There isn’t a whole lot five hundred miles West of Austin. Once or twice on our journey a road runner would characteristically dash across the pavement, or even more theatrically, a tumble weed. Our destination among the vast nothingness was Marfa, Texas —an island in an ocean of dessert. Much as the ocean is the Vineyard’s stoic gatekeeper, imposing forty five minutes of contemplation and observation in form of a ferry ride, the dessert creates a threshold of emptiness, impassible by any means other than a 3 hour drive during which both mind and landscape transform from busy and twisting to flat and open.
The magic of this subtle barrier was heightened by our travel at dusk, casting flat blue light on the omnipresent creosote bush, and shrouding Marfa in the mystery of night. Once parked and exhausted we immediately went to bed. The next morning, eager to experience the new landscape I stepped outside for my morning coffee and was frozen in place by uncanny stillness. There was no wind, no sound except a distant croaking raven and nothing but dusty yellow grass stretching to the empty blue sky.
As we wondered into town we saw Marfa is like the land surrounding it, empty. The train last stopped in town in the early 70s and Marfa never recovered. Every other building is boarded up, the single grocery store only has 5 isles, and the only place we tried to get a sandwich for lunch ran out of bread. Through this great lacking however, Marfa reveals herself. The constant presence of the void and awareness of emptiness creates a rarified atmosphere where even the most mundane encounter becomes charged with meaning. To put it simply, walking in Marfa is weird. We liked it.
It was precisely this elusive quality that drew the artist Donald Judd to Marfa, where, in the early 90s he bought entire blocks of the town and the retired air force base. Before his death Judd transformed the base into a permanent installation space called the Chinati Foundation, for his minimalist sculptures, a pairing that couldn’t be more perfect. Judd’s sculptures resonate with the equally sparse landscape and each elevates the other. I’ve seen plenty of Judd sculptures before, but never felt them until visiting Marfa. This place was special.
During the short stay a single topic dominated conversations with our friend Mary Etherington, who moved to Marfa after decades on the Vineyard. Was this what the island was once like a mix of cultured bohemians and like-minded one-percenters? Is this the time to invest in Marfa, and hope an explosive return on investment, like Chilmark real estate before the phone lines? Could Marfa help launch our art careers? The answer we discovered was no, this place, like many we’ve visited is a smaller reflection of America as a whole.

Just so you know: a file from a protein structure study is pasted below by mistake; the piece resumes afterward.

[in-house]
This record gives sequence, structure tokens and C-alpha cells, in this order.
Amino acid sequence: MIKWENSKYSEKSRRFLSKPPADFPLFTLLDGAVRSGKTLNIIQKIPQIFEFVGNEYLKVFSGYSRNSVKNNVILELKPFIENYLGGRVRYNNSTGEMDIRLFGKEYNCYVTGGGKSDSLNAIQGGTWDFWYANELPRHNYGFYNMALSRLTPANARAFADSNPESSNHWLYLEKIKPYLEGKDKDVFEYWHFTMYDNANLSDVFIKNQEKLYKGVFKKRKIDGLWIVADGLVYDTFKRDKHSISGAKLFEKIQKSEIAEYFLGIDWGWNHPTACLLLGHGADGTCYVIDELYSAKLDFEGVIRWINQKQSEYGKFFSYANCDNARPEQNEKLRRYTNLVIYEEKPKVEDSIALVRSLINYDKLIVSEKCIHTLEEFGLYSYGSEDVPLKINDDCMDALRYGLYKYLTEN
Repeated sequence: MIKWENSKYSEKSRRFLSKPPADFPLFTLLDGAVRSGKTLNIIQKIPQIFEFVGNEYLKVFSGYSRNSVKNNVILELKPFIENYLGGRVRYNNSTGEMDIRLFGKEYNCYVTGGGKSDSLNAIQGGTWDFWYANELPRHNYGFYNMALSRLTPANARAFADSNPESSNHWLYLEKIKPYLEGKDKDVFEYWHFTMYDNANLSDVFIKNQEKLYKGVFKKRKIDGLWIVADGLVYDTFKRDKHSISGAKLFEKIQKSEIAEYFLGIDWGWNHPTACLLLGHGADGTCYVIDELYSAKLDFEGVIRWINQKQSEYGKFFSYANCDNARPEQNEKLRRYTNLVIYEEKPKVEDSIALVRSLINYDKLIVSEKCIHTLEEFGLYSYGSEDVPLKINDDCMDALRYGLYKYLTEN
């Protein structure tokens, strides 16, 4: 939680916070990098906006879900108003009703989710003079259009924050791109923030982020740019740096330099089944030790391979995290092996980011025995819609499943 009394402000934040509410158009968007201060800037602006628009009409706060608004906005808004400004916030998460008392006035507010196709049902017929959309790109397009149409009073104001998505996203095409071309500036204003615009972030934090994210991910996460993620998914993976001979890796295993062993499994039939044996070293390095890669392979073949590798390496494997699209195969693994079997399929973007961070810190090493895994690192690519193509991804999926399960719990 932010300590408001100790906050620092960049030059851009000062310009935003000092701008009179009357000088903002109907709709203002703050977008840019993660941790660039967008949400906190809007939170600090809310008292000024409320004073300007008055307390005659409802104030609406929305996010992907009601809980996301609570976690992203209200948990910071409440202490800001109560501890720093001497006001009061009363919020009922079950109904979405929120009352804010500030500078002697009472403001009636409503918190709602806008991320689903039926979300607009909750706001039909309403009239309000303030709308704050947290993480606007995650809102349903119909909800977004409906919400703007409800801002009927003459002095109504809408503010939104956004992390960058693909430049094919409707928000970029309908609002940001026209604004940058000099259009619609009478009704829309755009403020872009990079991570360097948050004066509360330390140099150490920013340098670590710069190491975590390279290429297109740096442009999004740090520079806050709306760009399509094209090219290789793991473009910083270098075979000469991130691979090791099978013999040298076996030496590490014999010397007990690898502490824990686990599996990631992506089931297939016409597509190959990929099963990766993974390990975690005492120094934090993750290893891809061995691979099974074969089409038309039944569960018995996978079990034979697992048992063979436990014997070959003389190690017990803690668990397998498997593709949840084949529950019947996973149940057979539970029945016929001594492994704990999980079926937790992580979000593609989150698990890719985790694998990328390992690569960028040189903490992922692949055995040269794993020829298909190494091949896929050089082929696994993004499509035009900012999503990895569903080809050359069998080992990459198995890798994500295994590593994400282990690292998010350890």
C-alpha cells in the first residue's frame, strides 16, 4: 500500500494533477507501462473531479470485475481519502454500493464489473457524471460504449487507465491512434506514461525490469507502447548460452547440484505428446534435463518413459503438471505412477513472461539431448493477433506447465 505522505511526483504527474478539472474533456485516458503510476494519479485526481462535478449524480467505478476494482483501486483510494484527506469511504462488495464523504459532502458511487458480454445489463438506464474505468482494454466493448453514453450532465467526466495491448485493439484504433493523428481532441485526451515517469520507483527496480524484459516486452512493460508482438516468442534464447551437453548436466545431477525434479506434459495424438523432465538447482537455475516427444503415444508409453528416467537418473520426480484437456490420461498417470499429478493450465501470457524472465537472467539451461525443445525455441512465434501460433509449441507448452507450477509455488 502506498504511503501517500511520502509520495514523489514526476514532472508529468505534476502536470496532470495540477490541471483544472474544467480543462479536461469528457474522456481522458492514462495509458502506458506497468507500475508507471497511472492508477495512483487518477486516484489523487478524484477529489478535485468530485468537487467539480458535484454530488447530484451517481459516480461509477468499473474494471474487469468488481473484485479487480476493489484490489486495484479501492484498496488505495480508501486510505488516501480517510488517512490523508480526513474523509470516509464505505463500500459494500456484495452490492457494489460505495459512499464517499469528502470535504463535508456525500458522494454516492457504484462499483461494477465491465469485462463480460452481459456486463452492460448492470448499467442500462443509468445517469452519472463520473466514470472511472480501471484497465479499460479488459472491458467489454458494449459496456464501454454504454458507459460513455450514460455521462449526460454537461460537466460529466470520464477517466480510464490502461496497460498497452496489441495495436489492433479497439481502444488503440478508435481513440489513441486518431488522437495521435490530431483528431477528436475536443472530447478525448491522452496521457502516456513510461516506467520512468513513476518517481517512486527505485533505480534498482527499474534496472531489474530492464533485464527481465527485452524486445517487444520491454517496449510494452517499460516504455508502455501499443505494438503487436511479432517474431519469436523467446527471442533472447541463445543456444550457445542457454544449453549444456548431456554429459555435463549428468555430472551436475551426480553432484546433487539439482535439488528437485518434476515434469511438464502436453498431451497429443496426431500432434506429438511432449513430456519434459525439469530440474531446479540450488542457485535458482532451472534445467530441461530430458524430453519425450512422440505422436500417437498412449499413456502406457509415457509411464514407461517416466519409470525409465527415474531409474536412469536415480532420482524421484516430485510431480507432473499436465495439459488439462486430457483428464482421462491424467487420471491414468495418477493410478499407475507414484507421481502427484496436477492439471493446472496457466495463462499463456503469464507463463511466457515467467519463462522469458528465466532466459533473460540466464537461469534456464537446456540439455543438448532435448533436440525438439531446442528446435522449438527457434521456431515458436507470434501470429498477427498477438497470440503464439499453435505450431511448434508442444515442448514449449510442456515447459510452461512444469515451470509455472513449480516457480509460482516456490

Judd created a minimalist’s paradise in rural Texas, but in doing so also sowed the seeds of its undoing. Putting Marfa on the international art map set the wheels of gentrification in motion, each year more of the latino families who maintained the town between booms are forced out by living costs. The hip art-savy crowd who first migrated to Judd’s vision are priced out of rentals, as buildings are bought and turned into high-end Air B and Bs. Plus there’s talk of building a new airport, for the art collectors to fly into, who else is going to buy the $100,000 Christopher Wool paintings in the new hotel lobby? Here too, the river between rich and poor is widening.
After 3 days that seemed strangely divorced from time we departed for New Mexico, back into the subtle barrier of the Texas flatlands. Traveling West, boarder patrol checkpoints are the single interrupters of the vast emptiness. Some are evident miles over the horizon by white blimps floating hauntingly in place, tethered to the ground by great kevlar leads. These eyes-in-the-sky spot any would be boarder crosser, and effortlessly dispatch a convoy of armed boarder agents to intercept before they ever cross the Rio Grande, another river ever widening.